Music is something we all enjoy in our life. Some like hard rock music, while some go for soothing music. Did you know there is a correlation between an individual’s music choice and personality traits?
Yes, a study shows that these relationships exist across cultures wherein an extravert from the UK and an extravert From Argentina or India may have a similar taste in music.
What was the experiment?
This research was led by Dr. David Greenberg, an Honorary Research Associate at the University of Cambridge and a Postdoctoral Scholar at Bar-Ilan University. Greenberg and his colleagues used two different musical preference assessment methods.
The experiment was conducted with more than 350,000 participants from over 50 countries and six continents. Most importantly, the researchers chose Western music primarily because it has global acceptance. Its inclusion offers the most substantial potential to be applied globally in real-world and therapeutic settings.
During the experiment, the researchers used a widely accepted framework called the MUSIC model for conceptualising musical preferences, identifying five vital musical styles.
- ‘Mellow’ – romantic, slow, and quiet attributes as heard in soft rock, R&B, and adult contemporary genres.
- ‘Unpretentious’ – uncomplicated, relaxing, and unaggressive attributes as heard in country genres.
- ‘Sophisticated’ – inspiring, complex, and dynamic features as heard in classical, operatic, avant-garde, and traditional jazz genres.
- ‘Intense’ – distorted, loud, and aggressive attributes as heard in classic rock, punk, heavy metal, and power pop genres.
- ‘Contemporary’ – rhythmic, upbeat, and electronic attributes as heard in the rap, electronica, Latin, and Euro-pop genres.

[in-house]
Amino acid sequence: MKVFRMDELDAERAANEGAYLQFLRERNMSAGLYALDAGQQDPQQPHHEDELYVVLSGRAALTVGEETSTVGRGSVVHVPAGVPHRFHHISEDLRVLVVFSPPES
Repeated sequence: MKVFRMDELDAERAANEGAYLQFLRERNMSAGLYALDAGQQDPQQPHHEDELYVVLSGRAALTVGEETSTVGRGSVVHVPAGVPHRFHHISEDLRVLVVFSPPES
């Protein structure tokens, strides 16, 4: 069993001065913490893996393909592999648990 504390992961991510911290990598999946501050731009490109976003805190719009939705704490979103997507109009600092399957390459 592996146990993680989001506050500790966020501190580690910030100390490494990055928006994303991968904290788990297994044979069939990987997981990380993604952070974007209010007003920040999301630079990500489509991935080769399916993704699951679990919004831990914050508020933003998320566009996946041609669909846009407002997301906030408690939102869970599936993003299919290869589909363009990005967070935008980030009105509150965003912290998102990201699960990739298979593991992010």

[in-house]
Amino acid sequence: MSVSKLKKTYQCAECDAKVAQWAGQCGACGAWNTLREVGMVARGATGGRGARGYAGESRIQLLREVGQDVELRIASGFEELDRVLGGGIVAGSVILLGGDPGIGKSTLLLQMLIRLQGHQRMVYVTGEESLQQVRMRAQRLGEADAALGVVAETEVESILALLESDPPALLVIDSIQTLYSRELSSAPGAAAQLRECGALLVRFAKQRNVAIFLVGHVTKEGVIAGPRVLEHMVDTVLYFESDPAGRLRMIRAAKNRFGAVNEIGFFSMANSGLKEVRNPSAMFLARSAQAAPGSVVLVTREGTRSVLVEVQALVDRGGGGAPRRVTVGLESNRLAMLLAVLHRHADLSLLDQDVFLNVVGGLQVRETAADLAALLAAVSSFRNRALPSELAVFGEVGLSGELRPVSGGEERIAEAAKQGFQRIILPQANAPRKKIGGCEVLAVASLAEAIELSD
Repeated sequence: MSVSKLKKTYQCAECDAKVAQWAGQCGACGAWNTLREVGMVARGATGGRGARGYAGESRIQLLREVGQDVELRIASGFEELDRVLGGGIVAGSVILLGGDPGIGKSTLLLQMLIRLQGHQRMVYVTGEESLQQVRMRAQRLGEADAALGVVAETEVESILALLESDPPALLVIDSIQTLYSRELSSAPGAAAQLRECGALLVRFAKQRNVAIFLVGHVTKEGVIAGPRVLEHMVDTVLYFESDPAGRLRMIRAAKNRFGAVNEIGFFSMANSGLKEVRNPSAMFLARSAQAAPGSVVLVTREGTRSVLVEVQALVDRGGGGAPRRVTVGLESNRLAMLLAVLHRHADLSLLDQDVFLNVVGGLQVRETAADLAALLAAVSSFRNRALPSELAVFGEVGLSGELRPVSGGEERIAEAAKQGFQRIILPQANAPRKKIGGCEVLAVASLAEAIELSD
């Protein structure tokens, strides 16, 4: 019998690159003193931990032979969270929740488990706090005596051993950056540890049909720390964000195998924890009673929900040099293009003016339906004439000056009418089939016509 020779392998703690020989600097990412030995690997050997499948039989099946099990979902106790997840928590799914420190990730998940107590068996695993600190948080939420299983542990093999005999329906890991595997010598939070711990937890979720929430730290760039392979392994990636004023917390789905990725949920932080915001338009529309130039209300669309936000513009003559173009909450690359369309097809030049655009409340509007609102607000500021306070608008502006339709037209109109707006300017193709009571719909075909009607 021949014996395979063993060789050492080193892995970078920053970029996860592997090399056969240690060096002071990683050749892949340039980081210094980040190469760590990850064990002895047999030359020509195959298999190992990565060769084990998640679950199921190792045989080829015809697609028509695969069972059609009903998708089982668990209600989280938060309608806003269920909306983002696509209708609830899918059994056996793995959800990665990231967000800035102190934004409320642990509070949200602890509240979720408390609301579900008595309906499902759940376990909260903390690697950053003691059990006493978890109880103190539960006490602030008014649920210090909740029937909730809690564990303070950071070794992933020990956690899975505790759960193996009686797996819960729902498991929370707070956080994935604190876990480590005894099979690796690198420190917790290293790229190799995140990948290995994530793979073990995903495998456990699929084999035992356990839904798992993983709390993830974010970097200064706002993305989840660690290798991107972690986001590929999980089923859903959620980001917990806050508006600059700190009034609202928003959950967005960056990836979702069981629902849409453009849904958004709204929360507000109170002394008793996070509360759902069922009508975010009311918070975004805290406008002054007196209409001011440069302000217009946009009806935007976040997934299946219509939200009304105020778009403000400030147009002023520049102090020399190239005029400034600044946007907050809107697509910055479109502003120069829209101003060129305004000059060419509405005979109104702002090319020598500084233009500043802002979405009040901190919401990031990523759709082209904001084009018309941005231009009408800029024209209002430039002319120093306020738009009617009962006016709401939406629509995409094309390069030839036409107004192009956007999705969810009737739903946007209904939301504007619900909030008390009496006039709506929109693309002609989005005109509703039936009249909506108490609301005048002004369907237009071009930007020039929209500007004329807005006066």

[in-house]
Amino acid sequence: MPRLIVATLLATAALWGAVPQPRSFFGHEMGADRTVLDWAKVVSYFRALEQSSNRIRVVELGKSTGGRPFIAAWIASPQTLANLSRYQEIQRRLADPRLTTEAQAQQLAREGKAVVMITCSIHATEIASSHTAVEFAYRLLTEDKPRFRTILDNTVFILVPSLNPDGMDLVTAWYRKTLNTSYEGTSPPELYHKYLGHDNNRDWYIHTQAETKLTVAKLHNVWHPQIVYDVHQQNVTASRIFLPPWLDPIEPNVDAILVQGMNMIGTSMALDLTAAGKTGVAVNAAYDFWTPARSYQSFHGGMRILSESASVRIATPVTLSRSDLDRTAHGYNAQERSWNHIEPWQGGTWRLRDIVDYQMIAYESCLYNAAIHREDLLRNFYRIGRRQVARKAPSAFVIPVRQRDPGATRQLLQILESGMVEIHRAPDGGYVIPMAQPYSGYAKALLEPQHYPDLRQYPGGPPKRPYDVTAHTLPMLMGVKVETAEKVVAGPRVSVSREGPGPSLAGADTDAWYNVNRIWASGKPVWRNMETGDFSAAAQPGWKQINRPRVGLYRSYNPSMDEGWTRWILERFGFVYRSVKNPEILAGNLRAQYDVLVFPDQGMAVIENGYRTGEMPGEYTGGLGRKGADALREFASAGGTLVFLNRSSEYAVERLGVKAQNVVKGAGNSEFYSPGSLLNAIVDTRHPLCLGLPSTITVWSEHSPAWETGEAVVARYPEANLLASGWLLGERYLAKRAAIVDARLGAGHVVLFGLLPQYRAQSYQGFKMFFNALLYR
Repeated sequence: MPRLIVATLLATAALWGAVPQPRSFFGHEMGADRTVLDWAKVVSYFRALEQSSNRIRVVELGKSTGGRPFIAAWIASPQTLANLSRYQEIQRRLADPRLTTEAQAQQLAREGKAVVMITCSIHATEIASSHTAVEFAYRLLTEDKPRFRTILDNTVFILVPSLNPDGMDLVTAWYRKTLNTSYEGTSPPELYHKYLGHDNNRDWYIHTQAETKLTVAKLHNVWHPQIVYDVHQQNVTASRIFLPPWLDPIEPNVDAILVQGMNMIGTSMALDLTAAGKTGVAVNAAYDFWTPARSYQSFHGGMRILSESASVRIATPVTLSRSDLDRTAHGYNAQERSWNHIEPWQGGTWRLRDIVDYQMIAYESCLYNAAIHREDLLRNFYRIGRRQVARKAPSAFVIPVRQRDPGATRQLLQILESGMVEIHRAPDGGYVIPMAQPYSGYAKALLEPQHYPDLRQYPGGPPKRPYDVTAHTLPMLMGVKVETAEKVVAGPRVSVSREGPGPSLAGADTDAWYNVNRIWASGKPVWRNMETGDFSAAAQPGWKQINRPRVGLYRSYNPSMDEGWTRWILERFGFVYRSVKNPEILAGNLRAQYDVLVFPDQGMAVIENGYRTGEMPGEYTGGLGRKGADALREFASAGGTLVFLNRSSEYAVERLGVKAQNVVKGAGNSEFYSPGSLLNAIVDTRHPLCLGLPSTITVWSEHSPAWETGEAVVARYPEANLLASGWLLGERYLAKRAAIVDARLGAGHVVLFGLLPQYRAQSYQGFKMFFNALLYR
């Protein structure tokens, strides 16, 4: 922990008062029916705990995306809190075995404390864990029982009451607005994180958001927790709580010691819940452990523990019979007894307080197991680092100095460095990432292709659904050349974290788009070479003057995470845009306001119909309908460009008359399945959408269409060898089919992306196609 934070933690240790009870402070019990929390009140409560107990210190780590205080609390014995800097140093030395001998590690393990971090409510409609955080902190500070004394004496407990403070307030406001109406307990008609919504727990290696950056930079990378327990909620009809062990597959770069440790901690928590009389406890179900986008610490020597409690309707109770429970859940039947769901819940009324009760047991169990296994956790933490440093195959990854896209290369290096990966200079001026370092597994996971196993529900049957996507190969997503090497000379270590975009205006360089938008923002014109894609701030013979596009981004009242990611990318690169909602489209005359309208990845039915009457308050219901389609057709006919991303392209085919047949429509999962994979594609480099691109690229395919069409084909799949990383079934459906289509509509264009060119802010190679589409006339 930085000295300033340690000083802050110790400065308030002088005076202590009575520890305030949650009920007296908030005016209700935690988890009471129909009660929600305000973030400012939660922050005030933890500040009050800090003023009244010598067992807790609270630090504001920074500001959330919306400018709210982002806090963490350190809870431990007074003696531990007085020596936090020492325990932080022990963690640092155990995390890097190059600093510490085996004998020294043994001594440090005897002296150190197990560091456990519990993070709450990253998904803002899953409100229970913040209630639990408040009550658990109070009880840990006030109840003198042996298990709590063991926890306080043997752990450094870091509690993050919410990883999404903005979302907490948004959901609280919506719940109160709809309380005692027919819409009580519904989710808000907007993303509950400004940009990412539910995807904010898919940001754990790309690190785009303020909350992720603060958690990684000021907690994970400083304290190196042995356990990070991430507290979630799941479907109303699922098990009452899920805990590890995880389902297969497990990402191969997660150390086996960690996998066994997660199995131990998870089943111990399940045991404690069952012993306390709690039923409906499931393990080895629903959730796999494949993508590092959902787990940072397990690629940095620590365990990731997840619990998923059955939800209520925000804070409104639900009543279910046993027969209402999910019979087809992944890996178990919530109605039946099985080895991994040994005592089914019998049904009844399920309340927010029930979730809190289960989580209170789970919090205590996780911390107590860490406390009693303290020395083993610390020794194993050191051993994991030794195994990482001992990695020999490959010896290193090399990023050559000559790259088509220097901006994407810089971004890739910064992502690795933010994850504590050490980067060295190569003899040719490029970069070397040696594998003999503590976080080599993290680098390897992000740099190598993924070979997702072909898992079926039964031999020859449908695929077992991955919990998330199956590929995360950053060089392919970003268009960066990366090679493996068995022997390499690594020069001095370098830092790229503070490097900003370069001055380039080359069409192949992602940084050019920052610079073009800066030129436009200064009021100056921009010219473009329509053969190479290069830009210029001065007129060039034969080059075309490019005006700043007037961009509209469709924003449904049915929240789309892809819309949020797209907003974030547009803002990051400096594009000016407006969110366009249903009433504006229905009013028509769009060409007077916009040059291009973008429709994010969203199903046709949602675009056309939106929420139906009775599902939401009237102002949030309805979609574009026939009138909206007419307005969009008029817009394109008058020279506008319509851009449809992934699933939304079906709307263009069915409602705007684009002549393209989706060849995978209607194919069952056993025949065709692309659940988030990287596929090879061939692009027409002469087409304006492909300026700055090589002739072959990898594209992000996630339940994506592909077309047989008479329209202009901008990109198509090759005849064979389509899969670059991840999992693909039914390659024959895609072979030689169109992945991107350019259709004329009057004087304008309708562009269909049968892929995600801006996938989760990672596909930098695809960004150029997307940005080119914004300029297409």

Along with this, the personality types were grouped into five types – openness, conscientiousness, extraversion, agreeableness, and neuroticism. So, the first method required the participants to self-report the extent to which they liked listening to 23 genres of music.
In addition, the second method had a more advanced approach wherein the participants were asked to listen to short audio clips from 16 genres and subgenres of Western music on the musicaluniverse.io website furthermore requested to give their preferred reactions to each.
What were the findings?
The researchers found positive correlations between
- Extraversion and contemporary music.
- Conscientiousness and unpretentious music
- Agreeableness and mellow and unpretentious music
- Openness and mellow, contemporary, intense, and sophisticated music.
However, the researchers found a clear negative correlation between conscientiousness and intense music.
Besides, the researchers accurately predicted that extraversion, defined by excitement-seeking, sociability, and positive emotions, would be positively associated with contemporary music that has upbeat, positive, and danceable features. And this correlation was particularly strong around the equator – Central and South America.
Thus, concluding that climatic factors could influence musical preferences. Furthermore, people in warmer climates tend to have personality traits that make them more likely to prefer rhythmic, danceable music.
Apart from this, they were confident that conscientiousness, associated with order and obedience, clashed with intense musical styles, which are characterised by aggressiveness and rebellious themes.
Amid this, one finding was puzzling for the team. Greenberg, a musician, neuroscientist, and psychologist, said, “We thought that neuroticism would have likely gone one of two ways: preferring sad music to express their loneliness or preferring upbeat music to shift their mood. But, actually, on average, they seem to prefer more intense musical styles, which perhaps reflects inner angst and frustration.”
However, he further expresses astonishment at how people use music in different ways. He says, “some might use it for catharsis, others to change their mood. So there may be subgroups who score high on neuroticism who listen to mellow music for one reason and another subgroup who is more frustrated and perhaps prefer intense music to let off steam.”
As quoted in a media release, Greenberg said, “We were surprised at just how much these patterns between music and personality replicated across the globe. People may be divided by geography, language, and culture, but if an introvert in one part of the world likes the same music as introverts elsewhere, that suggests that music could be a very powerful bridge. Music helps people to understand one another and find common ground.”